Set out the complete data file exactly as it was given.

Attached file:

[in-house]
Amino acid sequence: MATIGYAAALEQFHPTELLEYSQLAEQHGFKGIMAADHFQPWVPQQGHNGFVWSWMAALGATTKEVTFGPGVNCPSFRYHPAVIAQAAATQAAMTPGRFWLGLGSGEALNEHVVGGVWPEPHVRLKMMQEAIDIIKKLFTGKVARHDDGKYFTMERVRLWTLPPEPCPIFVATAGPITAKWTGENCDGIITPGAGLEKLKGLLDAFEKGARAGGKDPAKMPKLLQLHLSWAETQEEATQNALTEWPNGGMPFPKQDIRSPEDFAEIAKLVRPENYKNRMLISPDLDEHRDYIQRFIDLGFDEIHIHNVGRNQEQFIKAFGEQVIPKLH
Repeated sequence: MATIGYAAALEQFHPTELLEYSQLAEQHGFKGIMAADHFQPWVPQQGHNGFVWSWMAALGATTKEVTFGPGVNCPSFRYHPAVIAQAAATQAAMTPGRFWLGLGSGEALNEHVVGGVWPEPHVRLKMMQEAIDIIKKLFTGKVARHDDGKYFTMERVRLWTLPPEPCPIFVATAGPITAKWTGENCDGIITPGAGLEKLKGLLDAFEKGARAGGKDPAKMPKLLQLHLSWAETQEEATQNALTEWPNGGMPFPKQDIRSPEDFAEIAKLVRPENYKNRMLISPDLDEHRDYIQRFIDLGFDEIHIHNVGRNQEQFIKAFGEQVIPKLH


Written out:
[in-house]
Amino acid sequence: MATIGYAAALEQFHPTELLEYSQLAEQHGFKGIMAADHFQPWVPQQGHNGFVWSWMAALGATTKEVTFGPGVNCPSFRYHPAVIAQAAATQAAMTPGRFWLGLGSGEALNEHVVGGVWPEPHVRLKMMQEAIDIIKKLFTGKVARHDDGKYFTMERVRLWTLPPEPCPIFVATAGPITAKWTGENCDGIITPGAGLEKLKGLLDAFEKGARAGGKDPAKMPKLLQLHLSWAETQEEATQNALTEWPNGGMPFPKQDIRSPEDFAEIAKLVRPENYKNRMLISPDLDEHRDYIQRFIDLGFDEIHIHNVGRNQEQFIKAFGEQVIPKLH
Repeated sequence: MATIGYAAALEQFHPTELLEYSQLAEQHGFKGIMAADHFQPWVPQQGHNGFVWSWMAALGATTKEVTFGPGVNCPSFRYHPAVIAQAAATQAAMTPGRFWLGLGSGEALNEHVVGGVWPEPHVRLKMMQEAIDIIKKLFTGKVARHDDGKYFTMERVRLWTLPPEPCPIFVATAGPITAKWTGENCDGIITPGAGLEKLKGLLDAFEKGARAGGKDPAKMPKLLQLHLSWAETQEEATQNALTEWPNGGMPFPKQDIRSPEDFAEIAKLVRPENYKNRMLISPDLDEHRDYIQRFIDLGFDEIHIHNVGRNQEQFIKAFGEQVIPKLH